The best-supported explanation for the origin of new brain regions was that they evolved mostly by duplicating and modifying preexisting structures and neural circuits. To many evolutionary biologists, such as Harvey Karten of the University of California, San Diego, the similarities between the mammalian neocortex and the reptilian DVR suggested that they are, in evolutionary terms, homologous--that they both evolved from a structure passed down from an ancestor shared by mammals and reptiles.
But other researchers, including Luis Puelles of the University of Murcia in Spain, disagreed. In the development of mammals and reptiles, they saw signs that the neocortex and the DVR took shape through completely different processes. This hinted that the neocortex and DVR evolved independently. If so, their similarities had nothing to do with homology: They were probably coincidences dictated by the functions and constraints on the structures.
The debate over the origins of the neocortex and DVR stretched out over decades. Now, however, a recently developed technique is helping to break the stalemate. Single-cell RNA sequencing enables scientists to read out which genes are being transcribed in a single cell. From these gene expression profiles, evolutionary neuroscientists can identify a wealth of detailed differences between individual neurons. They can use those differences to determine how evolutionarily similar the neurons are.
The evolutionary biologist Maria Antonietta Tosches (second from left) and members of her laboratory recently used gene expression data to determine the origins of the mammalian neocortex and the dorsal ventricular ridge in reptiles.
"The advantage of looking at gene expression is that you're profiling something that's comparing apples to apples," said Trygve Bakken, a molecular neuroscientist at the Allen Institute for Brain Science. "When you compare gene A in a lizard to gene A in a mammal, we know ... that those are really the same thing because they have a shared evolutionary origin."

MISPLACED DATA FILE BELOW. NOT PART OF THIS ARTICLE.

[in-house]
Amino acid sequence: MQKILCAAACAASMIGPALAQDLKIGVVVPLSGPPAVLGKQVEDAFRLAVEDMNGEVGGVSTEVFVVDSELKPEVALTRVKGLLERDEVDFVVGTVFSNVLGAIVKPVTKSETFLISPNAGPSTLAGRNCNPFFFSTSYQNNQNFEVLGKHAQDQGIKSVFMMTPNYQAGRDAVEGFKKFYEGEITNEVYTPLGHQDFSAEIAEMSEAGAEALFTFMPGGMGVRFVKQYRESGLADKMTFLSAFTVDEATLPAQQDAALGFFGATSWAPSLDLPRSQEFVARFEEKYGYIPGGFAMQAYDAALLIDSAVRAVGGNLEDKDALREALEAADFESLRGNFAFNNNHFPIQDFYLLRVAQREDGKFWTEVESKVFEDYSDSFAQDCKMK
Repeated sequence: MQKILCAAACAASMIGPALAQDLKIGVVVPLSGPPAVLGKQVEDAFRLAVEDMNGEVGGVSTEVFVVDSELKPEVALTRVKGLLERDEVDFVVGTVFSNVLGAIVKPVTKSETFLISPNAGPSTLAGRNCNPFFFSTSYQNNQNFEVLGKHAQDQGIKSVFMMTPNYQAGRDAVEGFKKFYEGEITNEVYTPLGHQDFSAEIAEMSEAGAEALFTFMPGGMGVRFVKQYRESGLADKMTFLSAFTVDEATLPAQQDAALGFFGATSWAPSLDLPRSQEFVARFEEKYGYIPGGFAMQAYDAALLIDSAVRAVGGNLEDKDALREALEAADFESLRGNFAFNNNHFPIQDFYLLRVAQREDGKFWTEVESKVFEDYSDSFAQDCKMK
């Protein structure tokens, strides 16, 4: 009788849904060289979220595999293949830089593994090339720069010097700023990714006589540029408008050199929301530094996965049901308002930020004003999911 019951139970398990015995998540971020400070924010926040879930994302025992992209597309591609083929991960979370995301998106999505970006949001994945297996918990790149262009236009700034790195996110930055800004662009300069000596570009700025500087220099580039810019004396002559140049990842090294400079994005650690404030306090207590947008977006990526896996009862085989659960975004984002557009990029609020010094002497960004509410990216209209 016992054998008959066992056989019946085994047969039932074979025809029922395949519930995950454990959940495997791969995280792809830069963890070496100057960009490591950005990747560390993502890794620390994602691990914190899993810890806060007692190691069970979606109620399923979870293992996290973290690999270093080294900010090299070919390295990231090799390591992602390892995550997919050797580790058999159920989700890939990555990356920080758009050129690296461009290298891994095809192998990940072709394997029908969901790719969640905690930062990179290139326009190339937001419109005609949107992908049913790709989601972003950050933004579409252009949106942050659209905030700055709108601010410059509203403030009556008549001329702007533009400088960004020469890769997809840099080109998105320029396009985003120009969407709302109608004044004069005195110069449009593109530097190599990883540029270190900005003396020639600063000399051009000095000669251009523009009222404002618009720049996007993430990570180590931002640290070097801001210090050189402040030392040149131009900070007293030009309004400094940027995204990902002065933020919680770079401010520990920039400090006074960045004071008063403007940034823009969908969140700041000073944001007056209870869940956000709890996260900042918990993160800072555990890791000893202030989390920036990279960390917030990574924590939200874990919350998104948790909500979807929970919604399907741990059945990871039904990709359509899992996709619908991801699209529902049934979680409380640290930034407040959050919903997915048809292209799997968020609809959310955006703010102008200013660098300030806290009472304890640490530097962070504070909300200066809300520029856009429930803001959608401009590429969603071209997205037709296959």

The technique is ushering in a new era for evolutionary neuroscience. "It's shown [us] new cell populations that we just didn't know existed," said Courtney Babbitt, an expert in evolutionary genomics at the University of Massachusetts, Amherst. "It's hard to research something you don't know exists."
In 2015, breakthroughs in single-cell RNA sequencing increased the number of cells it could be used for in a sample by an order of magnitude. Tosches, who was then just beginning her postdoc in the lab of Gilles Laurent of the Max Planck Institute for Brain Research in Germany, was excited to use the technique to study the origins of the neocortex. "We said, 'OK, let's give it a try,'" she recalled.
Three years later, Tosches and her colleagues published their first results comparing the neuron cell types in turtles and lizards to those in mice and humans. The differences in gene expression suggested that the reptilian DVR and the mammalian neocortex evolved independently from different regions of the brain.
"The 2018 paper was really a landmark paper in that it was the first really comprehensive molecular characterization of neural types between mammals and reptiles," said Bradley Colquitt, a molecular neuroscientist at the University of California, Santa Cruz.
A type of salamander called the sharp-ribbed newt was used by Tosches' lab to help identify what brain innovations might have arisen in early amphibious land animals.
But to truly confirm that the two brain areas didn't evolve from the same ancestral source, Tosches and her team realized they needed to know more about how the neural cell types in mammals and reptiles might compare to the neurons in an ancient common ancestor.